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Americana Corner: Kentucky’s terrible year of 1782
tom hand new

Although Lord Charles Cornwallis surrendered to General George Washington at Yorktown in October 1781 and peace talks began in Europe soon thereafter, the brutal warfare in the Ohio Country and Kentucky continued unabated. Little did talks taking place in comfortable parlors thousands of miles away affect the Indians and Kentuckians, they were dealing with a daily dose of life and death affairs on the frontier.

Given negotiations were underway to end the conflict, the most compelling question of the day with the greatest strategic consequences was “Who gets the Ohio and Illinois Countries, the vast territory from the Ohio to the Great lakes and west to the Mississippi?” We must remember that when the American Revolution began in 1776, the land across the Ohio River from Kentucky, stretching from Fort Pitt to the muddy waters of the Mississippi, was the British Province of Quebec, a valuable property recently wrested from France. The Brits had no intention of giving it up.

In the eighteenth century, wars were generally settled under two ancient legal concepts, status quo ante bellum (“the situation as it existed before the war”) and uti possidetis (“as you possess, so shall you possess”). The one method or the other for ending a conflict was selected in large part by the amount of territory captured during the conflict.

For instance, because England had captured most of Canada during the French and Indian War, they followed the principle of uti possidetis when negotiators signed the Treaty of Paris (1763) and England was granted Canada. During our War of 1812, almost no land was captured by either side, and they used the principle of status quo ante bellum for the Treaty of Ghent. Due to these considerations, it was imperative that the vast lands Clark had painstakingly captured in 1778-79 be defended until final terms were determined by the peace commissioners.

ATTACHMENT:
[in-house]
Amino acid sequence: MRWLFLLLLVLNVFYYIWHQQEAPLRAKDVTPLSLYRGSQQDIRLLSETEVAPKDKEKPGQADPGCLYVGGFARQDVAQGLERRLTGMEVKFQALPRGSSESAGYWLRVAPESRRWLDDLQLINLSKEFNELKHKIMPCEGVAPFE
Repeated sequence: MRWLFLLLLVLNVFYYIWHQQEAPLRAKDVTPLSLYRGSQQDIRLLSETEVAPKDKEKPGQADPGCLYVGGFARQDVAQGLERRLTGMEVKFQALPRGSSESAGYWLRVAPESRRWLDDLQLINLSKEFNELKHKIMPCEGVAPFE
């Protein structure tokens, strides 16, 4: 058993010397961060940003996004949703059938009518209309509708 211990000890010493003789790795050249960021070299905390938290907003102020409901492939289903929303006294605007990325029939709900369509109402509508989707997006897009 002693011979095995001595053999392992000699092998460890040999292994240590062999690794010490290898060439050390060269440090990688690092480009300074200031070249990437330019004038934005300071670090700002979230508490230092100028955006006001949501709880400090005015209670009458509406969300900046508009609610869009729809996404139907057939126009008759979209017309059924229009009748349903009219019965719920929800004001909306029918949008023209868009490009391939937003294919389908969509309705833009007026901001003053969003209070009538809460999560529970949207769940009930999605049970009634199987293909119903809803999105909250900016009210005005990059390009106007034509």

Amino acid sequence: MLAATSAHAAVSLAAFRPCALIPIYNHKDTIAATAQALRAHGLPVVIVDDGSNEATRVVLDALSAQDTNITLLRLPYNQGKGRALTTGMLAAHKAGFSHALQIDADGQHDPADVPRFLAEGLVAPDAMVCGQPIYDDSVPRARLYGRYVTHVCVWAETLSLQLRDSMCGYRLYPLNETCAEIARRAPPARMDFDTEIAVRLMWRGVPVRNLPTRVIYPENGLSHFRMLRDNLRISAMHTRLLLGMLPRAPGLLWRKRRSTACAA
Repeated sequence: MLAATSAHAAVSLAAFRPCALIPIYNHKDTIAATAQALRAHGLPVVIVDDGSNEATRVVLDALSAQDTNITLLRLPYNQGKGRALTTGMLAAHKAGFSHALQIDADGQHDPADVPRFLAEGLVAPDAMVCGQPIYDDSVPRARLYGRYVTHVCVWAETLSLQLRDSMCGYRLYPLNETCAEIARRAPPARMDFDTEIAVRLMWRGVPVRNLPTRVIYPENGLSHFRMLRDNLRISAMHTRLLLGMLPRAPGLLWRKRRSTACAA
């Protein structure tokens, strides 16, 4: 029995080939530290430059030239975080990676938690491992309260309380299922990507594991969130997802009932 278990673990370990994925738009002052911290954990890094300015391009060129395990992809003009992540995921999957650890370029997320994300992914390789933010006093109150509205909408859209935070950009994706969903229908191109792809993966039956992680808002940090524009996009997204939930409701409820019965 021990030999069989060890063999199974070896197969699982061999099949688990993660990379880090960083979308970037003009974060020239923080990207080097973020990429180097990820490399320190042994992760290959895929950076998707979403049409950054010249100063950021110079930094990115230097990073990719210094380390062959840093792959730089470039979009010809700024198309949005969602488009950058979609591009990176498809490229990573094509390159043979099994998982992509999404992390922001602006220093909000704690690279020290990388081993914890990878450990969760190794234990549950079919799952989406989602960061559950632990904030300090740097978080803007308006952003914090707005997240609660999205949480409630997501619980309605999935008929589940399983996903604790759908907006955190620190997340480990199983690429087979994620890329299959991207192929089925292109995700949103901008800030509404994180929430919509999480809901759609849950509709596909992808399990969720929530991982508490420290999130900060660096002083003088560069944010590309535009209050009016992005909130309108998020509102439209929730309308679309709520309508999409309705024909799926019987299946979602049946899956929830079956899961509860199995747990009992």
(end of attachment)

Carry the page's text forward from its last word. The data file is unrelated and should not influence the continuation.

In a clear example of the disconnect between those in Kentucky who had been living with the daily terror of Indian atrocities for six years and the politicians back east safe in Richmond, Governor Benjamin Harrison advised Colonel Clark to not do anything to antagonize the Indians. Harrison urged “the citizens on our frontier to use every means in their power for preserving a good understanding with the savage tribes.”

Clark was incredulous at Harrison’s instructions and reminded the Governor that the British and their Indian allies did not exactly follow the rules of war or its moral niceties. Moreover, one of Clark’s spies had relayed word Major Arent DePeyster, commander at Detroit, planned to launch an invasion of Kentucky in the spring of 1782 to “lay the whole country waste.”

Harrison and the Virginia legislature then ordered Clark, as commander of the Kentucky militia, to build forts at three strategic locations, the mouths of the Kentucky and Licking Rivers and Limestone Creek, and to man them each with sixty-eight men. It was a good plan, but they failed to provide any funding to accomplish these tasks telling Clark he would “have nothing to depend on for the present but the virtue of the people.” Not surprisingly, no forts were erected and, when the onslaught came, Clark was blamed by the settlers.

Forty-seven Kentuckians were either killed or captured in the first three months of the year, and it got worse as the year rolled on. In one example of the inconceivable brutality practiced by the Indians, warriors were besieging a strong blockhouse at Estill’s Station and wanted to draw the defenders out of the fort. To do so, the Indians took a small girl they had taken captive and scalped her alive in front of the fort. Twelve enraged Kentuckians burst from the blockhouse to rescue the girl - all were killed by the savages.

Not surprisingly, the brutality cut both ways. In March, three hundred Pennsylvania militiamen led by Colonel David Thompson went in search of hostile warriors, but only found a tribe of Christian pacifists known as the Moravian Indians. Frustrated by years of suffering at the hands of the natives, the militiamen rounded up ninety six innocent Moravians in the village of Gnadenhutten and proceeded to tomahawk and scalp all of them, 28 defenseless men, 29 women, and 39 children.

A few months later, on June 4, the tables were turned, and another expedition, this one called the Crawford Expedition, was ambushed and routed in the Battle of Sandusky by vengeance-minded Delaware and Shawnee who killed or tortured to death seventy soldiers. In retaliation for the Gnadenhutten massacre, the Indians tortured the group’s commander, Colonel William Crawford, for two hours before burning him alive at the stake.

Hoping to build on this victory, Captain William Caldwell, a very capable but ruthless Loyalist commander, gathered over 1,000 Shawnee, Delaware, and Mingo warriors to accompany his 150-man contingent from Butler’s Rangers on a raid against Wheeling, then part of Virginia. The attack was called off when rumors reached their camp that George Rogers Clark was organizing his own army to invade the Ohio Country. At that point, most of the Indians returned to their villages, such was the fear instilled by Clark.

But Caldwell and about 300 followers crossed the Ohio and headed for the Kentucky settlements, leading to the final British victory of the war.

Tom Hand is a local writer and historian of note.

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